Thought Leadership

Q & A: Selling Services to the Government

Posted by Beth Jones | Apr 11, 2021

The following is an updated Q&A I originally wrote for Louisville Business First in 2014. It has been updated to reflect some changes since then and I've added some additional thoughts as well.

Question: I own a small business that I'm trying to grow. I hear a lot about other companies getting contracts to sell their services to the government. How can my business get a government contract? We have never done business with anyone other than private companies.

Answer: It goes without saying that businesses need customers. And for businesses looking to grow, finding new customers (as opposed to just selling more to their current customers) is a solid plan.

Governments consume just about every product and service imaginable from consulting services to toilet paper–and a few I bet you have never imagined. In fact, the U.S. federal government is the single largest purchaser of goods and services in the entire world–talk about a whale of a client to land! But its not just the feds, governments of all levels buy a tremendous amount of goods and services. And governments tend to be fairly open about what it takes to establish a business relationship with them–as long as you understand the language government procurement personnel use. In my experience, the bigger the governmental entity (e.g., municipal, county, state, fed's) the more straight forward the process is to offer your services to them.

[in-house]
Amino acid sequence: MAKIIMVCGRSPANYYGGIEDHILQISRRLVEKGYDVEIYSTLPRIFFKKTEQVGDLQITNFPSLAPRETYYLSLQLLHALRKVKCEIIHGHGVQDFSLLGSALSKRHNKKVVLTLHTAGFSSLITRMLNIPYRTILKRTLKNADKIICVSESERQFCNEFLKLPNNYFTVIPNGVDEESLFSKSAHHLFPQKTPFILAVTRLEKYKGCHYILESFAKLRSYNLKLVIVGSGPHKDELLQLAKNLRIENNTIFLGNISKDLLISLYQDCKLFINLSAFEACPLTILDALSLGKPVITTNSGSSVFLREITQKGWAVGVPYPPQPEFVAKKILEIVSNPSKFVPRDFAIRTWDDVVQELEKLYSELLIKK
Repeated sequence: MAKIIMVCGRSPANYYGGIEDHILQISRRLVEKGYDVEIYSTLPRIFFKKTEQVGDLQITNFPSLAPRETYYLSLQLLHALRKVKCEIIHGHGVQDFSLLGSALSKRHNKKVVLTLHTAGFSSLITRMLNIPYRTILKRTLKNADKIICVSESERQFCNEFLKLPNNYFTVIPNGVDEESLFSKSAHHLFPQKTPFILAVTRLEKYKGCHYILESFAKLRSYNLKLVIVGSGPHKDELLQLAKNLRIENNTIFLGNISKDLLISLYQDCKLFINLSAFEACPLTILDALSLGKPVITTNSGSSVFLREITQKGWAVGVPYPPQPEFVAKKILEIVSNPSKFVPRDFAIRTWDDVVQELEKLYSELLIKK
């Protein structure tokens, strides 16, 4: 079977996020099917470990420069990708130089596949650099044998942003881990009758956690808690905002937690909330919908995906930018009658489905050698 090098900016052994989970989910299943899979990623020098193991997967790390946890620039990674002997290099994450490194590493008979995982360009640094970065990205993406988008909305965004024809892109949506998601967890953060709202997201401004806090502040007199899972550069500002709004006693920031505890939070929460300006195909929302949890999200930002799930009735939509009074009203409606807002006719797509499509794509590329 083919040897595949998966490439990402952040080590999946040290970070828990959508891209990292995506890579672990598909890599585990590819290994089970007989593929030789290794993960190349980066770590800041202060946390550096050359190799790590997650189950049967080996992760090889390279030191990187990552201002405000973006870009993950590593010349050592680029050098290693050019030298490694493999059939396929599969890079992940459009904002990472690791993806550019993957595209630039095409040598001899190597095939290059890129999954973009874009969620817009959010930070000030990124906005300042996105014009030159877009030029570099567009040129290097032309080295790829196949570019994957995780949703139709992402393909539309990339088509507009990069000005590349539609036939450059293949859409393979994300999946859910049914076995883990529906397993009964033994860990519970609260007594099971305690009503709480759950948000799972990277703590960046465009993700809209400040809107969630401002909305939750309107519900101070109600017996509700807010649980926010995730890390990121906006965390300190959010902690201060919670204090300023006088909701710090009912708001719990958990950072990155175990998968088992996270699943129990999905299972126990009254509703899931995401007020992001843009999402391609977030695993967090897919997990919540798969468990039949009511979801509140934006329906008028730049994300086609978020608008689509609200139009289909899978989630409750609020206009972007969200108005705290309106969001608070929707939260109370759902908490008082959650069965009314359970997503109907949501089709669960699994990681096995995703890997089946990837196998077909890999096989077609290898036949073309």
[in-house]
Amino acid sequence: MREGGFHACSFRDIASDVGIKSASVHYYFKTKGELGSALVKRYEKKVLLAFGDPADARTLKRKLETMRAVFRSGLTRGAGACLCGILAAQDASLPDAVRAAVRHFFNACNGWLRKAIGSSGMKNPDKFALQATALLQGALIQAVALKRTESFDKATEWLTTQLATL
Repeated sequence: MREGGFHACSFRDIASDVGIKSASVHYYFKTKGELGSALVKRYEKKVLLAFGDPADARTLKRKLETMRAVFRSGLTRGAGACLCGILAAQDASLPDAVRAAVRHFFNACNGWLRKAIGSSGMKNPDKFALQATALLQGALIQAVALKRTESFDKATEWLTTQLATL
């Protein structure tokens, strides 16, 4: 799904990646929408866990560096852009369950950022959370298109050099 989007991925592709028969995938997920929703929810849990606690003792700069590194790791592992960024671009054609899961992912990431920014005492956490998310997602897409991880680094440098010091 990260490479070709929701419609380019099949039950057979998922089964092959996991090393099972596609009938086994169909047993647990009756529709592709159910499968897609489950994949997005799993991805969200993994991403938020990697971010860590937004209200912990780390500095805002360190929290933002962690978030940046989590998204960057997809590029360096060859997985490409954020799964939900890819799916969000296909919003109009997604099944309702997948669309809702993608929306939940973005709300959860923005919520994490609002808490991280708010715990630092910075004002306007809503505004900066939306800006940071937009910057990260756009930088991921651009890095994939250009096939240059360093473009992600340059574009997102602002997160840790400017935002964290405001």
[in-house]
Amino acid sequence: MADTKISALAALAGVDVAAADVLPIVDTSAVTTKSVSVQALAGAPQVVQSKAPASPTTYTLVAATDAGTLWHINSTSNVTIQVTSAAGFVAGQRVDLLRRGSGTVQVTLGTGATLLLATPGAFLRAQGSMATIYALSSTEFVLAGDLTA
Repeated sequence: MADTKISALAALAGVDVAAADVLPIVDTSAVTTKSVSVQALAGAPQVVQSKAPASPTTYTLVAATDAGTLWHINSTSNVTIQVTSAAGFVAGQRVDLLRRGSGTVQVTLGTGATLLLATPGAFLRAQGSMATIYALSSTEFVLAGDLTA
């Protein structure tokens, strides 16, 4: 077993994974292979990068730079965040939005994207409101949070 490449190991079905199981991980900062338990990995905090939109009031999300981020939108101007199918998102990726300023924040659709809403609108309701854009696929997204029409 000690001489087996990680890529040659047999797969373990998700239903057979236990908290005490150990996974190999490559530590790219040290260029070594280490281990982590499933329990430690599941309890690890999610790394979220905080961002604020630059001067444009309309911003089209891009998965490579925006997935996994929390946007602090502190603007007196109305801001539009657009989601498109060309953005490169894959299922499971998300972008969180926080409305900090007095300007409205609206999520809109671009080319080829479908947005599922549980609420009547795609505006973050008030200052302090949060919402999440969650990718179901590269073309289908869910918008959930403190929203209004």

Register with the government

As with most things, start by doing online research. Google is a great first step. For example, the federal government solicits suppliers and contractors through the website, In fact, the fed's are in the process of rolling out a new, much more streamlined, website: . (there is a new version coming 4/26/21; you can download a guide or watch a video overview by clicking here).

The new website offers helpful instructions to businesses that want to sell products or services to the federal government. It also provides detailed information about how to get signed up to view opportunities and register to do business with the government.

Bid (or submit) on a contract

Before you can get a government contract with the feds, you have to register with SAM. Once you are fully registered through SAM, you are ready to start biding on any contract you qualify to perform–you will find the contracts you can compete for through That's right: bid. Most government contracts are competitively bid on and not negotiated–there are, however, many, many contracts that are negotiated, especially where the service requires expertise or is deemed critical and, therefore, less of a “commodity” type offering. If your business offers, for example, engineering or architectural services, you won't be bidding. You will be submitting proposals, much like you do when going after any other project. But beware, if you have not negotiated with the fed's before, you will want to familiarize yourself with the process or at least the framework. Click here for an overview of negotiating a federal contract. Click here for an interesting read regarding the negotiating techniques employed by DoD.